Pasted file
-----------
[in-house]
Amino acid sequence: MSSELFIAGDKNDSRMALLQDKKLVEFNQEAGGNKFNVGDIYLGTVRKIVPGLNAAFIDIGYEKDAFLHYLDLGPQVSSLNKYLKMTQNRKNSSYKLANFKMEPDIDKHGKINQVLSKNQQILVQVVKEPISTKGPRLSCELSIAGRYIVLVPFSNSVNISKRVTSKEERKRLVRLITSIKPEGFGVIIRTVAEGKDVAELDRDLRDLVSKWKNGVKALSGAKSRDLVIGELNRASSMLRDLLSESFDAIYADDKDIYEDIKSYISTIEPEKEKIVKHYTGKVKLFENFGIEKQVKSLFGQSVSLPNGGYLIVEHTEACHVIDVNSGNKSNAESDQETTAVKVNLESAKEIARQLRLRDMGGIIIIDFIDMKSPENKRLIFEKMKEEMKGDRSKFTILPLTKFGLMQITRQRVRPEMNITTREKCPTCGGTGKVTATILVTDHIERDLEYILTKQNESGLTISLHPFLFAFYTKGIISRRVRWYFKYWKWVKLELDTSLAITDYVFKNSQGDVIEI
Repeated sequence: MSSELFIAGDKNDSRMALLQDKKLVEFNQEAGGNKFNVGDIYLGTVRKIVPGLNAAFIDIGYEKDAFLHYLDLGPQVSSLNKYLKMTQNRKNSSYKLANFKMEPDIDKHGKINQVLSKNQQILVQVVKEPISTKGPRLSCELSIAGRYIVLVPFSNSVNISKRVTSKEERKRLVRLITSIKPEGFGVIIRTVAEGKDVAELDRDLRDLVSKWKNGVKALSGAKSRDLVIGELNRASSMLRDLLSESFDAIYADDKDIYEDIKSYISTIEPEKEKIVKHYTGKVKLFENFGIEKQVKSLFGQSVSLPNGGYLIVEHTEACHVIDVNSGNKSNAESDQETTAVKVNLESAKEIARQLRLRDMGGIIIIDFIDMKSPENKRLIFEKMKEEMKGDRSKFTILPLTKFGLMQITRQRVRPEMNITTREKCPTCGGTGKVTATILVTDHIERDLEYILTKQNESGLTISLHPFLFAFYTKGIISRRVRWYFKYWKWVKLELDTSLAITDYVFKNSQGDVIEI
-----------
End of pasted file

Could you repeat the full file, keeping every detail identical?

[in-house]
Amino acid sequence: MSSELFIAGDKNDSRMALLQDKKLVEFNQEAGGNKFNVGDIYLGTVRKIVPGLNAAFIDIGYEKDAFLHYLDLGPQVSSLNKYLKMTQNRKNSSYKLANFKMEPDIDKHGKINQVLSKNQQILVQVVKEPISTKGPRLSCELSIAGRYIVLVPFSNSVNISKRVTSKEERKRLVRLITSIKPEGFGVIIRTVAEGKDVAELDRDLRDLVSKWKNGVKALSGAKSRDLVIGELNRASSMLRDLLSESFDAIYADDKDIYEDIKSYISTIEPEKEKIVKHYTGKVKLFENFGIEKQVKSLFGQSVSLPNGGYLIVEHTEACHVIDVNSGNKSNAESDQETTAVKVNLESAKEIARQLRLRDMGGIIIIDFIDMKSPENKRLIFEKMKEEMKGDRSKFTILPLTKFGLMQITRQRVRPEMNITTREKCPTCGGTGKVTATILVTDHIERDLEYILTKQNESGLTISLHPFLFAFYTKGIISRRVRWYFKYWKWVKLELDTSLAITDYVFKNSQGDVIEI
Repeated sequence: MSSELFIAGDKNDSRMALLQDKKLVEFNQEAGGNKFNVGDIYLGTVRKIVPGLNAAFIDIGYEKDAFLHYLDLGPQVSSLNKYLKMTQNRKNSSYKLANFKMEPDIDKHGKINQVLSKNQQILVQVVKEPISTKGPRLSCELSIAGRYIVLVPFSNSVNISKRVTSKEERKRLVRLITSIKPEGFGVIIRTVAEGKDVAELDRDLRDLVSKWKNGVKALSGAKSRDLVIGELNRASSMLRDLLSESFDAIYADDKDIYEDIKSYISTIEPEKEKIVKHYTGKVKLFENFGIEKQVKSLFGQSVSLPNGGYLIVEHTEACHVIDVNSGNKSNAESDQETTAVKVNLESAKEIARQLRLRDMGGIIIIDFIDMKSPENKRLIFEKMKEEMKGDRSKFTILPLTKFGLMQITRQRVRPEMNITTREKCPTCGGTGKVTATILVTDHIERDLEYILTKQNESGLTISLHPFLFAFYTKGIISRRVRWYFKYWKWVKLELDTSLAITDYVFKNSQGDVIEI